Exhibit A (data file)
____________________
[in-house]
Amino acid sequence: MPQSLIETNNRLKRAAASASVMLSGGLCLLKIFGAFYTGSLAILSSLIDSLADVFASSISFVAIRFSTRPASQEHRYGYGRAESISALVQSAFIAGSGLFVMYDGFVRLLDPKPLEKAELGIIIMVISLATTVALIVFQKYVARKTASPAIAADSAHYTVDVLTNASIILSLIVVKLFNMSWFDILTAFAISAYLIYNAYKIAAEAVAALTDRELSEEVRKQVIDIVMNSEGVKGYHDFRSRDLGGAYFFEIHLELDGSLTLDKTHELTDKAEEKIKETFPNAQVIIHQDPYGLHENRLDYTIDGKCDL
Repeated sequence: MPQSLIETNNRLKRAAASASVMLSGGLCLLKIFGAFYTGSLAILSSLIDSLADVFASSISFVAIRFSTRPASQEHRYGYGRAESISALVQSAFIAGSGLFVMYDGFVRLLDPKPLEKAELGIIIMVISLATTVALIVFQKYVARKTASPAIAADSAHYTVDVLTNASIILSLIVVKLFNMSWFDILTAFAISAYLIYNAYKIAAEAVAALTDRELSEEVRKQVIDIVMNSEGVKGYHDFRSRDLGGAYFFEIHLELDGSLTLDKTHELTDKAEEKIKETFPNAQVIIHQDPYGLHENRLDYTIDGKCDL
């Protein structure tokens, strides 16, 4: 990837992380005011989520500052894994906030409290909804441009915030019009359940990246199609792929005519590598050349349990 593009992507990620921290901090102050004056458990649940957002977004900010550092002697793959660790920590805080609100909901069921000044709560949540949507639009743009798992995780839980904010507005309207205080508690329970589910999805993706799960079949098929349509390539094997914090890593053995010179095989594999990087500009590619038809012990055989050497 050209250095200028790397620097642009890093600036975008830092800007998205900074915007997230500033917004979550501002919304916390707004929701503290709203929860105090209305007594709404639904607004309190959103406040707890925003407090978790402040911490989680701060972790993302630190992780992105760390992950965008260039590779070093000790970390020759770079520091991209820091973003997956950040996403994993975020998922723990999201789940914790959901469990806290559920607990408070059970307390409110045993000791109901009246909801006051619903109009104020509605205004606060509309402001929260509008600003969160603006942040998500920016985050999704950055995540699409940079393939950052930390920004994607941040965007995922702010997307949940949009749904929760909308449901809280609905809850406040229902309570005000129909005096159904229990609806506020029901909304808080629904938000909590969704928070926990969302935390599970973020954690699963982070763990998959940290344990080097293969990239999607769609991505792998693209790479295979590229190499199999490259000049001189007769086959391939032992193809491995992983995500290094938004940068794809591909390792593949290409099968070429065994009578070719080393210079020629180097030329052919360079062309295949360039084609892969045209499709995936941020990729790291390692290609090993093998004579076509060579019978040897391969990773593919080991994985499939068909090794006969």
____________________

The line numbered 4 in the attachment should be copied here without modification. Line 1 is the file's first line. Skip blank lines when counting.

């Protein structure tokens, strides 16, 4: 990837992380005011989520500052894994906030409290909804441009915030019009359940990246199609792929005519590598050349349990 593009992507990620921290901090102050004056458990649940957002977004900010550092002697793959660790920590805080609100909901069921000044709560949540949507639009743009798992995780839980904010507005309207205080508690329970589910999805993706799960079949098929349509390539094997914090890593053995010179095989594999990087500009590619038809012990055989050497 050209250095200028790397620097642009890093600036975008830092800007998205900074915007997230500033917004979550501002919304916390707004929701503290709203929860105090209305007594709404639904607004309190959103406040707890925003407090978790402040911490989680701060972790993302630190992780992105760390992950965008260039590779070093000790970390020759770079520091991209820091973003997956950040996403994993975020998922723990999201789940914790959901469990806290559920607990408070059970307390409110045993000791109901009246909801006051619903109009104020509605205004606060509309402001929260509008600003969160603006942040998500920016985050999704950055995540699409940079393939950052930390920004994607941040965007995922702010997307949940949009749904929760909308449901809280609905809850406040229902309570005000129909005096159904229990609806506020029901909304808080629904938000909590969704928070926990969302935390599970973020954690699963982070763990998959940290344990080097293969990239999607769609991505792998693209790479295979590229190499199999490259000049001189007769086959391939032992193809491995992983995500290094938004940068794809591909390792593949290409099968070429065994009578070719080393210079020629180097030329052919360079062309295949360039084609892969045209499709995936941020990729790291390692290609090993093998004579076509060579019978040897391969990773593919080991994985499939068909090794006969």